Poets may choose to do other things during their lifetime but their poetry undoubtedly continues to live on – that is the story of a Palauan poet who may have chosen another path at the moment but whose works continue to reach people even from outside her country.
At the age of 78, Palauan poet Hermana Ramarui continues grooming herself but this time not as a poet but as a businesswoman.
When asked if she still writes poetry, Ramarui said that she is currently focused in her personal development, particularly in advancing her career in network marketing. But when she spoke about poetry, her face lit up – an apparent sign that her love for it remains.In fact, Ramarui shared that she has been writing stories for children and has intentions to compile them into a book.
Unknown to Ramarui, her name appeared on the website of the Poetry Foundation, a Chicago-based independent literary organization that aims to promote poetry to a wider audience. Her name had been listed on the website along with the other poets from the Pacific and around the globe.
When asked if she knew that her name appeared in the Poetry Foundation, Ramarui could only say that she had no idea how it happened. Although she said that she had been notified by friends about the news before.
Ramarui shared that her love for poetry started back in college when she was studying BA in English at the University of Guam.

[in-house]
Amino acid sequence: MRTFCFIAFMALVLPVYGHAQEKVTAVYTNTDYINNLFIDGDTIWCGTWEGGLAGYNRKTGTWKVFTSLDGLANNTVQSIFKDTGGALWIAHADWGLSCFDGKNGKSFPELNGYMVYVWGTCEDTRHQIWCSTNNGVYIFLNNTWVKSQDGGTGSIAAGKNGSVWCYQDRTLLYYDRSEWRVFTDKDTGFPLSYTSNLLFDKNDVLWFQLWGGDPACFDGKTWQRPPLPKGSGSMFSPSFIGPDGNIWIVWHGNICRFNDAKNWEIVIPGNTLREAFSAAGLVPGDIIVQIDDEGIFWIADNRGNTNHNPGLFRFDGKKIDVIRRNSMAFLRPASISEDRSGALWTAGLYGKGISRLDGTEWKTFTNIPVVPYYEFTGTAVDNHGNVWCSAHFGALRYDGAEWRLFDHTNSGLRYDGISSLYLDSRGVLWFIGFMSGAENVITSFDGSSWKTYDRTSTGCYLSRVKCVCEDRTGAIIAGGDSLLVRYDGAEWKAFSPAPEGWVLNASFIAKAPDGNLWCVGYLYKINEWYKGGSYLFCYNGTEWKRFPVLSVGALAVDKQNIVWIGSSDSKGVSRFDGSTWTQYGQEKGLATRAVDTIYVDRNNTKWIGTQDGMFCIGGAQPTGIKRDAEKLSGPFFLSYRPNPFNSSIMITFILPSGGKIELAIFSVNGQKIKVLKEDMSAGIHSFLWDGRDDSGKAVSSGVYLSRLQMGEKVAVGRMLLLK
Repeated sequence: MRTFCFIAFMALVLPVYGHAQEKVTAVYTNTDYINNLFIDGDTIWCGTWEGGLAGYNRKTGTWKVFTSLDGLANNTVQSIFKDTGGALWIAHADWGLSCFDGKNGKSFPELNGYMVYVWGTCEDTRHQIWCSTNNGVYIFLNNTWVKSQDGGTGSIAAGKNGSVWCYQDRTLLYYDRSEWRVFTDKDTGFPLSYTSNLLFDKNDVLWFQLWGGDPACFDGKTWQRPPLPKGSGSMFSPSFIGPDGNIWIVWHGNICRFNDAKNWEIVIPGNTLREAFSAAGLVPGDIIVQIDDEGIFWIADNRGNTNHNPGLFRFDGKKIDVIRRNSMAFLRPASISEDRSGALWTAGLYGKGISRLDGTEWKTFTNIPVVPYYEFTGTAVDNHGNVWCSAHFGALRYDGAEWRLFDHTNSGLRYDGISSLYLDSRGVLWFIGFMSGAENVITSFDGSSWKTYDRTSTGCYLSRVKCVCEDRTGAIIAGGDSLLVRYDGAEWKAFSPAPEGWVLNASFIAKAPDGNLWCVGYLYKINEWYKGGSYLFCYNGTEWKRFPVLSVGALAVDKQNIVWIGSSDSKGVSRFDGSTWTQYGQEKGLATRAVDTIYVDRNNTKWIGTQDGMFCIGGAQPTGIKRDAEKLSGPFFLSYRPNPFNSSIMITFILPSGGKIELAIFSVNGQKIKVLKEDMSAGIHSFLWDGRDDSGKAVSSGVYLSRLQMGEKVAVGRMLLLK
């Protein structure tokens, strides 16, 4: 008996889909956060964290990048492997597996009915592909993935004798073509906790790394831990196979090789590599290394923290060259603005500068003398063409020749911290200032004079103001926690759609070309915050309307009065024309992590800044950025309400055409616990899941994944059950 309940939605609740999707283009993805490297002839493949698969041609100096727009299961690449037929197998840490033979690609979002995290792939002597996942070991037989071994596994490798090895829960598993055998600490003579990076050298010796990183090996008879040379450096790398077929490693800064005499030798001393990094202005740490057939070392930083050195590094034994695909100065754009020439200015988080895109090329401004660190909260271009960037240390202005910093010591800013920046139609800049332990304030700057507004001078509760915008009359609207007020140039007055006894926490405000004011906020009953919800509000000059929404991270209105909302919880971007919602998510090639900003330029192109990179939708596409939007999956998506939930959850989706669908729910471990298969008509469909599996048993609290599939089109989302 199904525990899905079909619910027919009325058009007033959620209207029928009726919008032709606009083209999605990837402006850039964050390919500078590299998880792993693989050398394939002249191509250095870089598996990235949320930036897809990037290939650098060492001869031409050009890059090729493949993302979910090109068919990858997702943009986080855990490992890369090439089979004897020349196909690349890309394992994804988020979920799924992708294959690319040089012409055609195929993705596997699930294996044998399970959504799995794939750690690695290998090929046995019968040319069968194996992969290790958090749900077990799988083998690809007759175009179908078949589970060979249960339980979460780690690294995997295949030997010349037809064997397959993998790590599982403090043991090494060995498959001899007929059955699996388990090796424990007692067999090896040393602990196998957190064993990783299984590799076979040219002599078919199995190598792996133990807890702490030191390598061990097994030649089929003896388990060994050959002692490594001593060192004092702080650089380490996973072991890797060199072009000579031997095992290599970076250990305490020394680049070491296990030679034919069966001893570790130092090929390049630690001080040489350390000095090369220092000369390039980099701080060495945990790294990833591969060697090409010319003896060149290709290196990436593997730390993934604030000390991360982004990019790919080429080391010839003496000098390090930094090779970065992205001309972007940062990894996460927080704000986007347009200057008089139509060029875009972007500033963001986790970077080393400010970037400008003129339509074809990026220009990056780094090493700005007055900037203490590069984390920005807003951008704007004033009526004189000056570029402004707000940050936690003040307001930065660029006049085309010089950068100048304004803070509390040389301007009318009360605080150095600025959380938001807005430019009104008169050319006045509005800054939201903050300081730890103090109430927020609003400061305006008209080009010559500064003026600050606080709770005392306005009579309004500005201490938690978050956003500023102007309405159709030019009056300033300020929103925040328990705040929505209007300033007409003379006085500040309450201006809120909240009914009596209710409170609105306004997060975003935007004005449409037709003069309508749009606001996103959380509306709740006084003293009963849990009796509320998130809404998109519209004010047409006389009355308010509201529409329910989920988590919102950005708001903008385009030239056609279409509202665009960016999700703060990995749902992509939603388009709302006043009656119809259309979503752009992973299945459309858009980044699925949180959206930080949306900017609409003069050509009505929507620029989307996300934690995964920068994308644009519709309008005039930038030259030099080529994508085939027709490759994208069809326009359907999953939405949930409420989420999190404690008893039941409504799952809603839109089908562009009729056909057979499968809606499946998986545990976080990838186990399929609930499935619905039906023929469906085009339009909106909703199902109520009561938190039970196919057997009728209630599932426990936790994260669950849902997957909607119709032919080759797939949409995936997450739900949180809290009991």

“I took interest [in writing poetry] when I took the course. They [poems] are meaningful. I started to write and I was really good in writing them,” Ramarui fondly recalled. She was 26 then.
As a poet, Ramarui relived what it is like to write a poem. She said that writing poems gave her peace.
“When I found something very interesting, when I was emotionally charged…I found myself writing and not only that I also like to think about abstract things [and] think about the space beyond us,” Ramarui shared.
Ramarui’s 46-page poetry book entitled “A Palauan Perspective” reflects the sentiment of a Palauan regarding several topics such as education, environment, colonialism, war, and traditions. This is the only poetry book she had which she wrote for several years after she returned back to Palau after earning a degree. Her works, which were written in both English and Palauan languages, can be bought for only $10 from the Belau National Museum.
Ramarui explained that one thing she likes about poetry is its power to explain the “truth better than the truth.”
“Poetry is a writing that can be a fact or opinion and explains things in different kinds of ways,” Ramaraui said.
Ramarui’s strong commentaries about several societal issues are quite evident in her works. Take for example her poem entitled “Freedom” where she discussed about her views about the United States in Micronesia. The poem goes:
A giant man
In a US made
Who does things
Who does things
For every give
There’s a return
One way or
– Hermana Ramarui, A Palauan Perspective, Page 41
“I feel safe about writing poetry rather than writing prose because it is my own opinion and I don’t have to prove myself. It was my opinion about [a certain topic] and my belief,” Ramarui said.
Ramarui currently lives in Palau with her only son. She is a retired teacher and had previously worked with the Ministry of Education (MOE). During her teaching career, she taught English and Palauan at the Palau High School. She is also among those who had been credited for crafting the Palauan Cultural Profile Curriculum and the Palauan Orthography that are now used in Palau schools. (By Rhealyn C. Pojas)